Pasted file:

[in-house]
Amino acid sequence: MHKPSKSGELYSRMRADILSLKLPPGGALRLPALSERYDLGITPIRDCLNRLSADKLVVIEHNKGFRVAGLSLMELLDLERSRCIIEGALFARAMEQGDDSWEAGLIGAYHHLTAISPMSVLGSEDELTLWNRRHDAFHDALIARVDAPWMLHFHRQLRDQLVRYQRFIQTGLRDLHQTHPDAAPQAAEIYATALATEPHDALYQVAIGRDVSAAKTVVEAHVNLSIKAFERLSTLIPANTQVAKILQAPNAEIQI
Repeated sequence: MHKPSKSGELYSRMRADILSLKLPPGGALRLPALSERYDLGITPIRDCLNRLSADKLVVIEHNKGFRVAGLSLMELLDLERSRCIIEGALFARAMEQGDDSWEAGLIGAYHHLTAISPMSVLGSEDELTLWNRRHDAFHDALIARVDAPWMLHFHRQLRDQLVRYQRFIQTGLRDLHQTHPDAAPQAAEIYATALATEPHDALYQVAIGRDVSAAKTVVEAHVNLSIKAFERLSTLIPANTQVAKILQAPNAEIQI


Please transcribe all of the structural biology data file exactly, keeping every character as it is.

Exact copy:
[in-house]
Amino acid sequence: MHKPSKSGELYSRMRADILSLKLPPGGALRLPALSERYDLGITPIRDCLNRLSADKLVVIEHNKGFRVAGLSLMELLDLERSRCIIEGALFARAMEQGDDSWEAGLIGAYHHLTAISPMSVLGSEDELTLWNRRHDAFHDALIARVDAPWMLHFHRQLRDQLVRYQRFIQTGLRDLHQTHPDAAPQAAEIYATALATEPHDALYQVAIGRDVSAAKTVVEAHVNLSIKAFERLSTLIPANTQVAKILQAPNAEIQI
Repeated sequence: MHKPSKSGELYSRMRADILSLKLPPGGALRLPALSERYDLGITPIRDCLNRLSADKLVVIEHNKGFRVAGLSLMELLDLERSRCIIEGALFARAMEQGDDSWEAGLIGAYHHLTAISPMSVLGSEDELTLWNRRHDAFHDALIARVDAPWMLHFHRQLRDQLVRYQRFIQTGLRDLHQTHPDAAPQAAEIYATALATEPHDALYQVAIGRDVSAAKTVVEAHVNLSIKAFERLSTLIPANTQVAKILQAPNAEIQI